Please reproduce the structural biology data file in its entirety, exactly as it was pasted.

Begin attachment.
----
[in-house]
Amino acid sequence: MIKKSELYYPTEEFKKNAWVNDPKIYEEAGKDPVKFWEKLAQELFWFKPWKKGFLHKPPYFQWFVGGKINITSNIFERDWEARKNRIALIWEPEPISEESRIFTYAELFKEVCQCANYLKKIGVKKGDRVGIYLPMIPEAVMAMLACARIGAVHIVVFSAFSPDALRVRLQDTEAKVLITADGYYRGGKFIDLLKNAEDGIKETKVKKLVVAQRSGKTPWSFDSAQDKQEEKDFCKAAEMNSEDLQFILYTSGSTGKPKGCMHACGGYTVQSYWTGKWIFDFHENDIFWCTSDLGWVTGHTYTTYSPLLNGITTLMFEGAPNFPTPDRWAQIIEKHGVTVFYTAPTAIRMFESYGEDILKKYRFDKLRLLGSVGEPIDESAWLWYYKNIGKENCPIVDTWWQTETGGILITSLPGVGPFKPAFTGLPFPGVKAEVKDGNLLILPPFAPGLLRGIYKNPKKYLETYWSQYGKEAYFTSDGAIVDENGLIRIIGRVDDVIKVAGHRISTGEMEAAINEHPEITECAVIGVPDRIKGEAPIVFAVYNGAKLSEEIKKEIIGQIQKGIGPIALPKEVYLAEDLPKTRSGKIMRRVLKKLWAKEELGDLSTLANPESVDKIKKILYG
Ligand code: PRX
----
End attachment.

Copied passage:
[in-house]
Amino acid sequence: MIKKSELYYPTEEFKKNAWVNDPKIYEEAGKDPVKFWEKLAQELFWFKPWKKGFLHKPPYFQWFVGGKINITSNIFERDWEARKNRIALIWEPEPISEESRIFTYAELFKEVCQCANYLKKIGVKKGDRVGIYLPMIPEAVMAMLACARIGAVHIVVFSAFSPDALRVRLQDTEAKVLITADGYYRGGKFIDLLKNAEDGIKETKVKKLVVAQRSGKTPWSFDSAQDKQEEKDFCKAAEMNSEDLQFILYTSGSTGKPKGCMHACGGYTVQSYWTGKWIFDFHENDIFWCTSDLGWVTGHTYTTYSPLLNGITTLMFEGAPNFPTPDRWAQIIEKHGVTVFYTAPTAIRMFESYGEDILKKYRFDKLRLLGSVGEPIDESAWLWYYKNIGKENCPIVDTWWQTETGGILITSLPGVGPFKPAFTGLPFPGVKAEVKDGNLLILPPFAPGLLRGIYKNPKKYLETYWSQYGKEAYFTSDGAIVDENGLIRIIGRVDDVIKVAGHRISTGEMEAAINEHPEITECAVIGVPDRIKGEAPIVFAVYNGAKLSEEIKKEIIGQIQKGIGPIALPKEVYLAEDLPKTRSGKIMRRVLKKLWAKEELGDLSTLANPESVDKIKKILYG
Ligand code: PRX